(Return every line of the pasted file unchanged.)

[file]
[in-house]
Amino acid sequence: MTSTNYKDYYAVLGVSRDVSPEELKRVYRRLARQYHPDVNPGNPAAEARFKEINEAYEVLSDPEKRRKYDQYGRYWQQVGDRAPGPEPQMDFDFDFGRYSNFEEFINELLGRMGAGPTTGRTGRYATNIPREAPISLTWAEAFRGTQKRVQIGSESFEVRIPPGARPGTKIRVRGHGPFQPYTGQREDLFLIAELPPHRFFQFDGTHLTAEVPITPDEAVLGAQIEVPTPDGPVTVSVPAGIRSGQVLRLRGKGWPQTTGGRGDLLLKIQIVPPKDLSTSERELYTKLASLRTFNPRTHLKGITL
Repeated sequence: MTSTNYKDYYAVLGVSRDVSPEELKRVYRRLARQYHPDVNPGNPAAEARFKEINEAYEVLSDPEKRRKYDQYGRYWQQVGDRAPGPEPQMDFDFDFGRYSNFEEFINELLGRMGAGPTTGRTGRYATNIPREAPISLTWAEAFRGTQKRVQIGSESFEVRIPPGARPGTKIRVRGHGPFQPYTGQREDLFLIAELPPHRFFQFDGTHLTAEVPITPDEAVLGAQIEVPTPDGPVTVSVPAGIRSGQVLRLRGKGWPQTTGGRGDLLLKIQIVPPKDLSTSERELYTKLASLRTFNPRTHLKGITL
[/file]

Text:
[in-house]
Amino acid sequence: MTSTNYKDYYAVLGVSRDVSPEELKRVYRRLARQYHPDVNPGNPAAEARFKEINEAYEVLSDPEKRRKYDQYGRYWQQVGDRAPGPEPQMDFDFDFGRYSNFEEFINELLGRMGAGPTTGRTGRYATNIPREAPISLTWAEAFRGTQKRVQIGSESFEVRIPPGARPGTKIRVRGHGPFQPYTGQREDLFLIAELPPHRFFQFDGTHLTAEVPITPDEAVLGAQIEVPTPDGPVTVSVPAGIRSGQVLRLRGKGWPQTTGGRGDLLLKIQIVPPKDLSTSERELYTKLASLRTFNPRTHLKGITL
Repeated sequence: MTSTNYKDYYAVLGVSRDVSPEELKRVYRRLARQYHPDVNPGNPAAEARFKEINEAYEVLSDPEKRRKYDQYGRYWQQVGDRAPGPEPQMDFDFDFGRYSNFEEFINELLGRMGAGPTTGRTGRYATNIPREAPISLTWAEAFRGTQKRVQIGSESFEVRIPPGARPGTKIRVRGHGPFQPYTGQREDLFLIAELPPHRFFQFDGTHLTAEVPITPDEAVLGAQIEVPTPDGPVTVSVPAGIRSGQVLRLRGKGWPQTTGGRGDLLLKIQIVPPKDLSTSERELYTKLASLRTFNPRTHLKGITL